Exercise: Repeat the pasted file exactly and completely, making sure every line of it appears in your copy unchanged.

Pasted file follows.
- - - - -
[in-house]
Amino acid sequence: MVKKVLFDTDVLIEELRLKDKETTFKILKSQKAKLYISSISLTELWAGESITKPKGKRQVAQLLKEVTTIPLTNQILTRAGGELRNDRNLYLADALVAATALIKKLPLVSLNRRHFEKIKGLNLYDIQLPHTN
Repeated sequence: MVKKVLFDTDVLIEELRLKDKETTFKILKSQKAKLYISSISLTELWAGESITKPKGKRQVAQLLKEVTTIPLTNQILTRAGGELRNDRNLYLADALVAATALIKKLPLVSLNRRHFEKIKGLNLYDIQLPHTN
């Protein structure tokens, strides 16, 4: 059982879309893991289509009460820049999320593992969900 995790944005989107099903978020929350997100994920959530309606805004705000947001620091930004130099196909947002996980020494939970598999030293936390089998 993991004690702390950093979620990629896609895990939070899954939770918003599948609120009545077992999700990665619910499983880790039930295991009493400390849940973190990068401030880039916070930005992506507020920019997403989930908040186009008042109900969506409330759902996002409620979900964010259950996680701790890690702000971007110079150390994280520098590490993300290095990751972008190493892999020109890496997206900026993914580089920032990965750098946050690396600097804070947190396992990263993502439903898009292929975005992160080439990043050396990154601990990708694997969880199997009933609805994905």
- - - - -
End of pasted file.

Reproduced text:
[in-house]
Amino acid sequence: MVKKVLFDTDVLIEELRLKDKETTFKILKSQKAKLYISSISLTELWAGESITKPKGKRQVAQLLKEVTTIPLTNQILTRAGGELRNDRNLYLADALVAATALIKKLPLVSLNRRHFEKIKGLNLYDIQLPHTN
Repeated sequence: MVKKVLFDTDVLIEELRLKDKETTFKILKSQKAKLYISSISLTELWAGESITKPKGKRQVAQLLKEVTTIPLTNQILTRAGGELRNDRNLYLADALVAATALIKKLPLVSLNRRHFEKIKGLNLYDIQLPHTN
């Protein structure tokens, strides 16, 4: 059982879309893991289509009460820049999320593992969900 995790944005989107099903978020929350997100994920959530309606805004705000947001620091930004130099196909947002996980020494939970598999030293936390089998 993991004690702390950093979620990629896609895990939070899954939770918003599948609120009545077992999700990665619910499983880790039930295991009493400390849940973190990068401030880039916070930005992506507020920019997403989930908040186009008042109900969506409330759902996002409620979900964010259950996680701790890690702000971007110079150390994280520098590490993300290095990751972008190493892999020109890496997206900026993914580089920032990965750098946050690396600097804070947190396992990263993502439903898009292929975005992160080439990043050396990154601990990708694997969880199997009933609805994905």